Electrification lowers CO2Emissions

It should be noted that there is a close relationship between HEVs / EVs and lowering CO2-Emissions exist. As electrification increases, so does CO2Emissions. While the micro-hybrid in the European driving cycle leads to a reduction in CO2Emissions by 3 to 4% result in a reduction of 13 to 21% for the mild hybrid, 20 to 30% for the full hybrid and even 50 to 75% for the plug-in hybrid. A fully electric vehicle produces no emissions at all (the energy production required to charge the battery is ignored).

Usually the CO depends2-Emissions strongly depend on the weight of the car. An interesting development is that the full-size HEV or EV models do not necessarily produce more emissions, even though they are heavier. For example, the Volvo V40 with an internal combustion engine generates much higher CO2Emissions than the Volvo V60 plug-in hybrid.

More new entrants

The HEV / EV market is expected to grow 25% over the next eight years. The market share of full hybrid vehicles will remain stable. The growth is mainly achieved through mild hybrids, plug-in hybrids and BEVs. With an estimated 20 million vehicles by 2024, the (H) EV market will be the same size as the diesel car market today, accounting for 20% of the total market.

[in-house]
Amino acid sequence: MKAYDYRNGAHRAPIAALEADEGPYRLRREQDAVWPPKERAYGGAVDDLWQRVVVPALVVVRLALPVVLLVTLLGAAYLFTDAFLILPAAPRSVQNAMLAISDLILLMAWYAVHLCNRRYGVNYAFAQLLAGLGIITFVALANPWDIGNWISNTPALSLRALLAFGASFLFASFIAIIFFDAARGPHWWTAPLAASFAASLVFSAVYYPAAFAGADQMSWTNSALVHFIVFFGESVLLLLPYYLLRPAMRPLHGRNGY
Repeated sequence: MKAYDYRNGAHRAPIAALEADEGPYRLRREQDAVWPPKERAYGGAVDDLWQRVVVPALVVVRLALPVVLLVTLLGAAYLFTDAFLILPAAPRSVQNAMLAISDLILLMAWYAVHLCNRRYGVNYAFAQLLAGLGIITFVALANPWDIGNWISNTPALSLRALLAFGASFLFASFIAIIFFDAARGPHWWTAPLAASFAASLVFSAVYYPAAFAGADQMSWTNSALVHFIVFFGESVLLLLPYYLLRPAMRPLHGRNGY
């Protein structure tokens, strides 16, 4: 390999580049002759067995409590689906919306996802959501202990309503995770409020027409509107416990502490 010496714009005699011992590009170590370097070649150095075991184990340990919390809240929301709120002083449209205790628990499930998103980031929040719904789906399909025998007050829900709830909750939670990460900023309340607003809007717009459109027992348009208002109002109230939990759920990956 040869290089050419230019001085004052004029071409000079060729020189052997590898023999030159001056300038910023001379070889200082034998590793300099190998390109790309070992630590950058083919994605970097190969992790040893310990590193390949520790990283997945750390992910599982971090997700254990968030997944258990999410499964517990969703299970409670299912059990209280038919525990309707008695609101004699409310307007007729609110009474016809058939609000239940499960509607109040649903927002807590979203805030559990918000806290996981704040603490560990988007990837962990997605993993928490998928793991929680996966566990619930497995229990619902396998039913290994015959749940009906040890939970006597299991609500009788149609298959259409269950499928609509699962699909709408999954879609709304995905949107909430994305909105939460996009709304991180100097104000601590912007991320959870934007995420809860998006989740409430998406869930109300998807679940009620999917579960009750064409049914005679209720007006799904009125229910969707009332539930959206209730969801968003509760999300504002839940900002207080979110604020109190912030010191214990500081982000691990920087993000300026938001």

The HEV / EV market is a good example of a snowball effect. In 2001, only two electric vehicles were available for the European market: the Toyota Prius and the Honda Insight. The Toyota Prius was the clear market leader with a market share of 95%. In 2009, Toyota's market share shrank to 53% when, for example, Mercedes-Benz and Lexus came onto the market with corresponding HEV models. Japan was clearly the trendsetter, with 75% of HEV manufacturers being Japanese companies. In 2014, a large number of newcomers appeared, including Citroën, Peugeot, Mitsubishi and Volvo. This is a clear sign of the transition from an emerging to an established market.